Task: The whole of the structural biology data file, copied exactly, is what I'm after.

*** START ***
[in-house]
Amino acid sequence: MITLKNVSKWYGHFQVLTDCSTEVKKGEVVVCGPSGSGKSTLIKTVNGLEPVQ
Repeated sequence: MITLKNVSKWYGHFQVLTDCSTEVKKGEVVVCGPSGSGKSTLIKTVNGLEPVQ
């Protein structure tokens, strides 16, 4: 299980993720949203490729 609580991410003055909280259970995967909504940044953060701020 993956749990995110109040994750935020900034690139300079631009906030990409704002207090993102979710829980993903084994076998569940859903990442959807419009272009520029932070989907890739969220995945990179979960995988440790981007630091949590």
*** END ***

[in-house]
Amino acid sequence: MITLKNVSKWYGHFQVLTDCSTEVKKGEVVVCGPSGSGKSTLIKTVNGLEPVQ
Repeated sequence: MITLKNVSKWYGHFQVLTDCSTEVKKGEVVVCGPSGSGKSTLIKTVNGLEPVQ
């Protein structure tokens, strides 16, 4: 299980993720949203490729 609580991410003055909280259970995967909504940044953060701020 993956749990995110109040994750935020900034690139300079631009906030990409704002207090993102979710829980993903084994076998569940859903990442959807419009272009520029932070989907890739969220995945990179979960995988440790981007630091949590």